Journey Cover KindleKudos to Wes Lowe. Once again he’s created a beautiful cover illustration for my next novel, The Journey.

Wes and I go way back. He started doing my cover illustrations back in 2007, when I was writing my Luke and Jenny novels,  (under the name Gayle Martin.) I found Wes by happenstance when I was working on the second book in the series. The illustrator who did the first book cover was not available. My publisher had hired him, but this time around she didn’t have anyone else to refer me to, so I was left scrambling. Granted, I have a degree in fine art, but it had been years since I’d picked up a paintbrush. At least I knew what to look for and I could speak the lingo, so I began my search. The first illustrator I contacted wasn’t available either, but I soon found Wes. Not only was he available, I liked the tone of his emails. He was warm and he had a positive attitude. The illustration he created for me didn’t just meet my expectations; it exceeded them. Wes turned out to be a much better artist than the gentleman who did my first cover. Thus began a beautiful friendship. Our next project would be creating a new cover illustration for the first book.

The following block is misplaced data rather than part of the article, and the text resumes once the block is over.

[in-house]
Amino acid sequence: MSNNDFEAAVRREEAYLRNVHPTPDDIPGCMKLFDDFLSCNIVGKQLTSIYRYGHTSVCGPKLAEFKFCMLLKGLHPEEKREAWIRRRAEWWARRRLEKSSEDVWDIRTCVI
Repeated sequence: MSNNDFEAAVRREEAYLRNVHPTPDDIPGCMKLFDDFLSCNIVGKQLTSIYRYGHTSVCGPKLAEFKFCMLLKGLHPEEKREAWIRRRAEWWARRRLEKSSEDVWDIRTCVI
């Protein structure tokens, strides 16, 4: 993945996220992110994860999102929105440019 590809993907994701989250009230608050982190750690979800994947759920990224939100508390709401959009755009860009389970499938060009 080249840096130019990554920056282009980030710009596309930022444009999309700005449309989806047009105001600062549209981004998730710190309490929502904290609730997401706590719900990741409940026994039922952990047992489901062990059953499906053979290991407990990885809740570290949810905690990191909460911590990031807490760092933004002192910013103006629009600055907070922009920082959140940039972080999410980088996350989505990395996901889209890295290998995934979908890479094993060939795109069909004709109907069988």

Wes also did the cover illustrations for The Reunion and The Deception. Okay, I’ll admit it. I dropped the ball on the earlier Reunion cover. I had this idea of using a photo of two red carnations. Red carnations were a theme throughout the book, so I thought they could be a metaphor for the two leading characters. Unfortunately, as every artist knows, sometimes things that look great in our minds don’t always look so hot once they’re on paper. And even though a number of readers had complemented me on the cover, in my mind it simply didn’t work the way I’d envisioned. I went back to Wes, and once again, he nailed it.

This latest illustration has an interesting twist. The other night I posted it on Facebook, and a number of people began commenting that the young lady looked a lot like me. They all thought it was really cool. Oddly enough, Wes and I have never met in person, although he’s probably seen my head shots on my websites. I just assumed he had used one of them as a model, but it turns out he didn’t. Must be one of those interesting coincidences. Or maybe it’s just the Universe reaffirming that I’ve found the right illustrator.

MM